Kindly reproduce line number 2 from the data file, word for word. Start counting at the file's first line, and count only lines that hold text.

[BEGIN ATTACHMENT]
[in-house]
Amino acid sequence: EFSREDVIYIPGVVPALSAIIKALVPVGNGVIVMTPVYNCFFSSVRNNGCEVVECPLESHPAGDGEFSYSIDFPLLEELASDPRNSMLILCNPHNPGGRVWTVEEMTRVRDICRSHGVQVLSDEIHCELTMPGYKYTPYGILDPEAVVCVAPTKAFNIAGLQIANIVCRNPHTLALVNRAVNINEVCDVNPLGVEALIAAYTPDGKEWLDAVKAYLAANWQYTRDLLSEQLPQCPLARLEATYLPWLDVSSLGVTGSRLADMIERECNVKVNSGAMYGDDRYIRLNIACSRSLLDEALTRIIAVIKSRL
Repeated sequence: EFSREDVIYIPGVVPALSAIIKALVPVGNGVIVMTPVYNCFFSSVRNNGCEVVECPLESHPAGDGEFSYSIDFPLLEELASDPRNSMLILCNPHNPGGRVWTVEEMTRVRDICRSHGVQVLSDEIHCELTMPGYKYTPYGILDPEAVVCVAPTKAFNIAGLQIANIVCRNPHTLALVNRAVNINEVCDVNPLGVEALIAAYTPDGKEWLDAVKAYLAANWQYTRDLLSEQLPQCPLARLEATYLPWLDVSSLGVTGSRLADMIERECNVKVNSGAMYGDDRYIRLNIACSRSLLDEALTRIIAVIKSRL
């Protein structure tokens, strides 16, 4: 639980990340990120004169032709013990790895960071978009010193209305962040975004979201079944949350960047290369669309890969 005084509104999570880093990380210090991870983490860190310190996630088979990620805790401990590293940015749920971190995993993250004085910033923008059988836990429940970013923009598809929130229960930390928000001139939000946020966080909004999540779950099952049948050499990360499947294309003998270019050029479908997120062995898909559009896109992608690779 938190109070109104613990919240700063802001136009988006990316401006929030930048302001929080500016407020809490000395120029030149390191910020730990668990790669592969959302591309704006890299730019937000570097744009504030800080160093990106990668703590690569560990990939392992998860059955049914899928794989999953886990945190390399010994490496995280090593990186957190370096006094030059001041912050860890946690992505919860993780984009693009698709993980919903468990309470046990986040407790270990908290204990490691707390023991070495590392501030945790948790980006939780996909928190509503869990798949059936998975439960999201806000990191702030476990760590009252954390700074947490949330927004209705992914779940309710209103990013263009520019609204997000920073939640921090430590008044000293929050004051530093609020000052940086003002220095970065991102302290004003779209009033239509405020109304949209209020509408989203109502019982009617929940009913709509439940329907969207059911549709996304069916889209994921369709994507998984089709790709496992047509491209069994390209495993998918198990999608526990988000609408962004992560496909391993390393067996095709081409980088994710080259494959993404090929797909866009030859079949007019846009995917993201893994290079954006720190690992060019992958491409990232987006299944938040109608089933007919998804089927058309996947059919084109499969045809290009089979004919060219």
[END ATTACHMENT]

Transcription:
Amino acid sequence: EFSREDVIYIPGVVPALSAIIKALVPVGNGVIVMTPVYNCFFSSVRNNGCEVVECPLESHPAGDGEFSYSIDFPLLEELASDPRNSMLILCNPHNPGGRVWTVEEMTRVRDICRSHGVQVLSDEIHCELTMPGYKYTPYGILDPEAVVCVAPTKAFNIAGLQIANIVCRNPHTLALVNRAVNINEVCDVNPLGVEALIAAYTPDGKEWLDAVKAYLAANWQYTRDLLSEQLPQCPLARLEATYLPWLDVSSLGVTGSRLADMIERECNVKVNSGAMYGDDRYIRLNIACSRSLLDEALTRIIAVIKSRL